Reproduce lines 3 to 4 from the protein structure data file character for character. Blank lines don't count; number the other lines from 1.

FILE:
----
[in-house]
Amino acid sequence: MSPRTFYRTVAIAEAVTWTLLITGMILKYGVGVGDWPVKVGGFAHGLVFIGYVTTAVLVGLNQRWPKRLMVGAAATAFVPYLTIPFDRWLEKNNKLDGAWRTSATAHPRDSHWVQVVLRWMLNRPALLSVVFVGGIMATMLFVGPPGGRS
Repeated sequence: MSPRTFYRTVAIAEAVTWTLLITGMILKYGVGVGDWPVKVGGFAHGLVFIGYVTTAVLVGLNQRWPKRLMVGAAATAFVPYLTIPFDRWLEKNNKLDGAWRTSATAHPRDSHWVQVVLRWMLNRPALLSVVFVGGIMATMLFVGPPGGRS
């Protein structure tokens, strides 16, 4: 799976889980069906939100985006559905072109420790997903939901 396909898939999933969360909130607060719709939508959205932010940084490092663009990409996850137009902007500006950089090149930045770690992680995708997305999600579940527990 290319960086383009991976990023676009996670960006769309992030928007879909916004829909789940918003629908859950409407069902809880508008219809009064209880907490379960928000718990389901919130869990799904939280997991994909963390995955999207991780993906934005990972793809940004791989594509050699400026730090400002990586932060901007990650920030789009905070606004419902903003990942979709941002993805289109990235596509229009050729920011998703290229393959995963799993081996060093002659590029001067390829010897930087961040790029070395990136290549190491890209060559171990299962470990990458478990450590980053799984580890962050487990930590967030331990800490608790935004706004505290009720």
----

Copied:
Repeated sequence: MSPRTFYRTVAIAEAVTWTLLITGMILKYGVGVGDWPVKVGGFAHGLVFIGYVTTAVLVGLNQRWPKRLMVGAAATAFVPYLTIPFDRWLEKNNKLDGAWRTSATAHPRDSHWVQVVLRWMLNRPALLSVVFVGGIMATMLFVGPPGGRS
């Protein structure tokens, strides 16, 4: 799976889980069906939100985006559905072109420790997903939901 396909898939999933969360909130607060719709939508959205932010940084490092663009990409996850137009902007500006950089090149930045770690992680995708997305999600579940527990 290319960086383009991976990023676009996670960006769309992030928007879909916004829909789940918003629908859950409407069902809880508008219809009064209880907490379960928000718990389901919130869990799904939280997991994909963390995955999207991780993906934005990972793809940004791989594509050699400026730090400002990586932060901007990650920030789009905070606004419902903003990942979709941002993805289109990235596509229009050729920011998703290229393959995963799993081996060093002659590029001067390829010897930087961040790029070395990136290549190491890209060559171990299962470990990458478990450590980053799984580890962050487990930590967030331990800490608790935004706004505290009720």